Canada’s Ecofiscal Commission released a new report today, Only the Pipes Should be Hidden: Best practices for pricing and improving municipal water and wastewater services. The report argues for higher user fees and looks to examples from across the country in how new water management programs are being implemented.

The report addresses the problem that Canadians are some of the biggest water users in the world, and that “our infrastructure deficits threaten both the quality and quantity of our clean water.”

“Better water pricing is about both covering the full costs of our water services and driving conservation—while ensuring we protect access for low-income households,” said Chris Ragan, Ecofiscal Commission chair and associate professor of economics at McGill University. “Those who use more will then pay more, and those who save water will save money. Better water pricing is fairer water pricing.”

Changing the way Canadians pay for water services can enable solutions to many water management problems, argues the report. “By restructuring and raising water rates—with the help of water meters—utilities can connect water usage to the price users pay, thereby driving conservation, providing funding for much needed infrastructure, and helping to protect our water sources,” stated the Commission in a press release. Further, the Commission believes that the rates can structured so as to prevent barriers to water access for low-income households.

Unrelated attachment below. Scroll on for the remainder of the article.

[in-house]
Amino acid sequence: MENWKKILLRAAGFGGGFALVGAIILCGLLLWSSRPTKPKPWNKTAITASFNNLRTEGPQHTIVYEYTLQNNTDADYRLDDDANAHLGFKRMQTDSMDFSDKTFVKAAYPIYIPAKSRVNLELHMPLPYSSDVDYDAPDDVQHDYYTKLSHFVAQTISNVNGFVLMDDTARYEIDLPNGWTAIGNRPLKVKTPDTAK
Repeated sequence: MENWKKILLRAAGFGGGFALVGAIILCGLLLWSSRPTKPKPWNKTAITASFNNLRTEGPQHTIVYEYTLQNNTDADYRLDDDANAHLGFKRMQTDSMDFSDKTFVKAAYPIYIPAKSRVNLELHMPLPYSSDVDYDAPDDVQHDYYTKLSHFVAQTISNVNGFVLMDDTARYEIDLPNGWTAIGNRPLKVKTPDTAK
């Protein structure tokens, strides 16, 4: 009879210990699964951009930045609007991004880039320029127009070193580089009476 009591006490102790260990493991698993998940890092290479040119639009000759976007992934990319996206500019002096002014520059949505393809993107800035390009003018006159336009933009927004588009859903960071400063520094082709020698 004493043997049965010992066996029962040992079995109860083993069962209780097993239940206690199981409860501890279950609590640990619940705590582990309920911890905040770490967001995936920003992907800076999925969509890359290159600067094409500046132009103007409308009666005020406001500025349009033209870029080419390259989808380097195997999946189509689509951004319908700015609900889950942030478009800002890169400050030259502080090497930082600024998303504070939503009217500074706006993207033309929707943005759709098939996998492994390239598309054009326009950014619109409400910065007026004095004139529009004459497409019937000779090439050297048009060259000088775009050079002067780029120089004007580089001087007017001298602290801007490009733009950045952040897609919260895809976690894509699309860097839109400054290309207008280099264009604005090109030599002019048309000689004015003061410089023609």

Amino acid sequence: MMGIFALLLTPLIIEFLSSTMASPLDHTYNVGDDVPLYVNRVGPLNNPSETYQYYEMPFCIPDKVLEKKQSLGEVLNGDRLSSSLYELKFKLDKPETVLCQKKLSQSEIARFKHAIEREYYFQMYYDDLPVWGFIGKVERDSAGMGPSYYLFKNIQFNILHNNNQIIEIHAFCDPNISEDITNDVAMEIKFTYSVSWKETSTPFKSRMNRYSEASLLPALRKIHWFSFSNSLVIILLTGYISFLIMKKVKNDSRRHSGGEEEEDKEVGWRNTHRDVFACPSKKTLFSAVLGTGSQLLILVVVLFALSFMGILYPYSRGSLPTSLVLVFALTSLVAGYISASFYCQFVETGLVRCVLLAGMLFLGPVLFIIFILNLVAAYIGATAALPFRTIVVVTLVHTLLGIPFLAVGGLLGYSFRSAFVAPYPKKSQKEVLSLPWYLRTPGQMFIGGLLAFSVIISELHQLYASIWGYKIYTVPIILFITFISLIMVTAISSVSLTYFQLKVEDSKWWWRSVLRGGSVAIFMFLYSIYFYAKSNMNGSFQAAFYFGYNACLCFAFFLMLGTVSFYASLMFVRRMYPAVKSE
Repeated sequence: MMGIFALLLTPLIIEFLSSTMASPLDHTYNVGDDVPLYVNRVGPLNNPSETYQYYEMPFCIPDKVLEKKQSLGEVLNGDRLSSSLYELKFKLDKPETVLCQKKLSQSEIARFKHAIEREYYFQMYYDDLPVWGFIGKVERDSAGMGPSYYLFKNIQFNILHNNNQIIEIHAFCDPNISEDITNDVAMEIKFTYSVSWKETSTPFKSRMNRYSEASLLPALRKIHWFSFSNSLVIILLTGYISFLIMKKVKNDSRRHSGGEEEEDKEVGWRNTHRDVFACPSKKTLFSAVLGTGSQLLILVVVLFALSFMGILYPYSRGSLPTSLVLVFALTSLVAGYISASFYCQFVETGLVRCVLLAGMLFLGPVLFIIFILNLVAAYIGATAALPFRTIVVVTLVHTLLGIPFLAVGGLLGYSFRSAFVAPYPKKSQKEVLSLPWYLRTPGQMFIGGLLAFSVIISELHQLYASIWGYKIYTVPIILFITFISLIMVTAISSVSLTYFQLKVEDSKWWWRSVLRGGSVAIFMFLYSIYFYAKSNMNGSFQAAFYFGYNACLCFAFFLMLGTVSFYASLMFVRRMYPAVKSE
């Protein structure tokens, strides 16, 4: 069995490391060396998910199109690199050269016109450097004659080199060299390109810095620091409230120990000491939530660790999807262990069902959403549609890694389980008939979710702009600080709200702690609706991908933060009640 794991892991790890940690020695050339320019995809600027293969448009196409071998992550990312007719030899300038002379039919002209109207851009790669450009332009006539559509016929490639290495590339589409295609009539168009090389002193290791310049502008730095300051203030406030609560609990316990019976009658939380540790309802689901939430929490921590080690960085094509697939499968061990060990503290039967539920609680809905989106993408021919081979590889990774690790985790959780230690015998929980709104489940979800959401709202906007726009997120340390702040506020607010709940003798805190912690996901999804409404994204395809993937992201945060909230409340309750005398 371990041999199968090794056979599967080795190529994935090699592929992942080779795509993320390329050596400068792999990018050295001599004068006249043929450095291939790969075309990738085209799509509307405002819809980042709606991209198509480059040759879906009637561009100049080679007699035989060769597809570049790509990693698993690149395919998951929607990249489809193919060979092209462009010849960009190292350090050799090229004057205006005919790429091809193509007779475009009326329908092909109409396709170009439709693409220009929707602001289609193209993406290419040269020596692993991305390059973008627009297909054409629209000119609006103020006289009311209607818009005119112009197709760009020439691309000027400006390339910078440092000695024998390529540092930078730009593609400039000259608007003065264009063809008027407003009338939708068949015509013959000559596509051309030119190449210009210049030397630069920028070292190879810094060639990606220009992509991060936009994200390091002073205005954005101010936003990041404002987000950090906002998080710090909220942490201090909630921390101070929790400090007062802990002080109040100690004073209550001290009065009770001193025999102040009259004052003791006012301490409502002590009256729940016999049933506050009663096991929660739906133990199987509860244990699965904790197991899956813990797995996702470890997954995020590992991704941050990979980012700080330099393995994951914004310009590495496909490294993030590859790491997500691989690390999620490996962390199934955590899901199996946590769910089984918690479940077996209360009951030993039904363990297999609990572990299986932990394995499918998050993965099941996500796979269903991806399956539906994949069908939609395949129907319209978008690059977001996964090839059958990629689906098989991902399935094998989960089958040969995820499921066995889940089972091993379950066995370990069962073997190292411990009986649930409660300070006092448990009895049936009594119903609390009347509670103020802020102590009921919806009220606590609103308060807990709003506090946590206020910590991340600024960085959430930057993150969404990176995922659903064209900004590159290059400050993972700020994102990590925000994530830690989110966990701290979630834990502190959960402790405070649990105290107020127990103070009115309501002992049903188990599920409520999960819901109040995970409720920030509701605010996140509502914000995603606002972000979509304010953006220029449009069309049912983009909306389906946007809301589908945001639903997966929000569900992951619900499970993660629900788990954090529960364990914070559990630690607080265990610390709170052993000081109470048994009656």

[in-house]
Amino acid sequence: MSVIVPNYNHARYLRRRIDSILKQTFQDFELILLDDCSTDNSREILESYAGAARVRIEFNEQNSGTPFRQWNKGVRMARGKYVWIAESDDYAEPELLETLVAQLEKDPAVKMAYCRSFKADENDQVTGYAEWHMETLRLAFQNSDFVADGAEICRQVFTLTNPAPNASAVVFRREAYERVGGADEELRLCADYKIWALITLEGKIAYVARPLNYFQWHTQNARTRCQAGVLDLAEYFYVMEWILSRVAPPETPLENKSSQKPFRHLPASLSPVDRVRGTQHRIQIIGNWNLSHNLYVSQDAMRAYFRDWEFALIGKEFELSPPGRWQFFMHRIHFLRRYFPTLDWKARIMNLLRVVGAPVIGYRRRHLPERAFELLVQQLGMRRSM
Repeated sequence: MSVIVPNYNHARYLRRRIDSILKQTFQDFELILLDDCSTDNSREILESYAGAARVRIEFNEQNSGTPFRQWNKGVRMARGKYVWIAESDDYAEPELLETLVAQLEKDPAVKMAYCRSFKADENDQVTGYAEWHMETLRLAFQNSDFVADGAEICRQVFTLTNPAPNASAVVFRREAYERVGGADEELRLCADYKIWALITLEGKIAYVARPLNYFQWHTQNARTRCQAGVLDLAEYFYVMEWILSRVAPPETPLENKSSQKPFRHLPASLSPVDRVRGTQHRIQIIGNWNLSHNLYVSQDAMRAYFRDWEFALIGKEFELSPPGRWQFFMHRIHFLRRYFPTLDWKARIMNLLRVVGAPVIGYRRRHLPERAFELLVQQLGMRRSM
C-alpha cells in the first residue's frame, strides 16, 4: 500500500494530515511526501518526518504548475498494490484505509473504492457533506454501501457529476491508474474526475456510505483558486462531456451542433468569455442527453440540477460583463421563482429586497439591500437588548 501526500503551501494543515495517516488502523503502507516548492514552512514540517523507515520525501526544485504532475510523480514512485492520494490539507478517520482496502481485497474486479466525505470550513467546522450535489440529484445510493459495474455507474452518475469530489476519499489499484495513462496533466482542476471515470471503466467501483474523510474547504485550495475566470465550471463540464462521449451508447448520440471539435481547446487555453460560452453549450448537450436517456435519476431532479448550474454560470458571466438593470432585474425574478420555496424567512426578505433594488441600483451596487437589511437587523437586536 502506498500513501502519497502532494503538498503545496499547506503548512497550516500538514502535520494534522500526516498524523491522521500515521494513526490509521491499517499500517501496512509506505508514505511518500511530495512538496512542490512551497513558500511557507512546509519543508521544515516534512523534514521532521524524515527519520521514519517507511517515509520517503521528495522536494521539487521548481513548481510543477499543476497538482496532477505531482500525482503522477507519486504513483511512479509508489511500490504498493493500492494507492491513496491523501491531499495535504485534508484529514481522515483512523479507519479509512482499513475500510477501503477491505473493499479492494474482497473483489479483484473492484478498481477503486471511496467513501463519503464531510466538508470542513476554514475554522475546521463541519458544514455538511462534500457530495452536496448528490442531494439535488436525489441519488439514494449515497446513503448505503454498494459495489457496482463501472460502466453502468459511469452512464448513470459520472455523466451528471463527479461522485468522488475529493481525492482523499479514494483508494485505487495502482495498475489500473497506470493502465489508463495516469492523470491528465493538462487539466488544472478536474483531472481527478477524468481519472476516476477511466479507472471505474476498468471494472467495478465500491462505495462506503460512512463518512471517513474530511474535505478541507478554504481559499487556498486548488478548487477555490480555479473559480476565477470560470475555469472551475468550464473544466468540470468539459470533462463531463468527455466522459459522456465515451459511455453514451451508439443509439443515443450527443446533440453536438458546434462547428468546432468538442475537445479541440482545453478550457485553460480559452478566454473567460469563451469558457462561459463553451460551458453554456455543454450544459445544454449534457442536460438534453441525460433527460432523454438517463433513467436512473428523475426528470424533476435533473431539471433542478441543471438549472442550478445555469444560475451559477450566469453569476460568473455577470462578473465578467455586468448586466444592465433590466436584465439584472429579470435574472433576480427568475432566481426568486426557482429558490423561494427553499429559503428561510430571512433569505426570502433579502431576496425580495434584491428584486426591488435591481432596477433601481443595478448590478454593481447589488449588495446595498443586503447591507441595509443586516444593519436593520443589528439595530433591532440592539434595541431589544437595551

“The latest report from the Ecofiscal Commission shows municipal governments how to design smart water user fees, so that they can build financially and environmentally sustainable water systems,” said Elyse Allan, president and CEO of GE Canada and an adviser to the Ecofiscal Commission. “Getting prices right can fund critical infrastructure but also create incentives for smart, water-saving technologies.”

Ottawa’s volumetric rate fee wasn’t able to meet the fixed costs of operating water infrastructure. Courtesy Ecofiscal Commission.

The report finds that some Canadian municipalities are succeeding in changing their rate structure to better reflect use and asset costs, including Ottawa and Gibsons, British Columbia. Others, the report indicates, are making progress, but still face challenges.

The report makes six policy recommendations:

  1. Municipalities should rely on multi-rate user fees to recover costs and encourage conservation.
  2. All municipalities should develop an asset-management plan and full-cost-recovery strategy.
  3. Municipalities should include natural assets within their asset-management and cost-recovery strategies.
  4. The Public Sector Accounting Board should identify ways to broaden the financial framework to include natural assets.
  5. Provincial and federal governments should encourage municipalities to adopt the best practices described in this report.
  6. The federal government should reinstate the Municipal Water and Wastewater Survey.

Only the Pipes Should be Hidden helps municipalities tackle the complex challenges of operating their water systems in a sustainable manner. The report also includes:

  • 5 case studies that highlight the progress Canadian municipalities have made in improving the sustainability of their systems. Featured are St. John’s, Newfoundland and Labrador; Montréal, Quebec; Ottawa, Ontario; The Battlefords, Saskatchewan; and Gibsons, British Columbia; and
  • 10 best practices for designing and implementing water rates, drawn from experience across the country.

The Ecofiscal Commission has dedicated the report to the memory of Dr. Steven Renzetti, “one of Canada’s foremost environmental economists.” The full report and executive summary are available at


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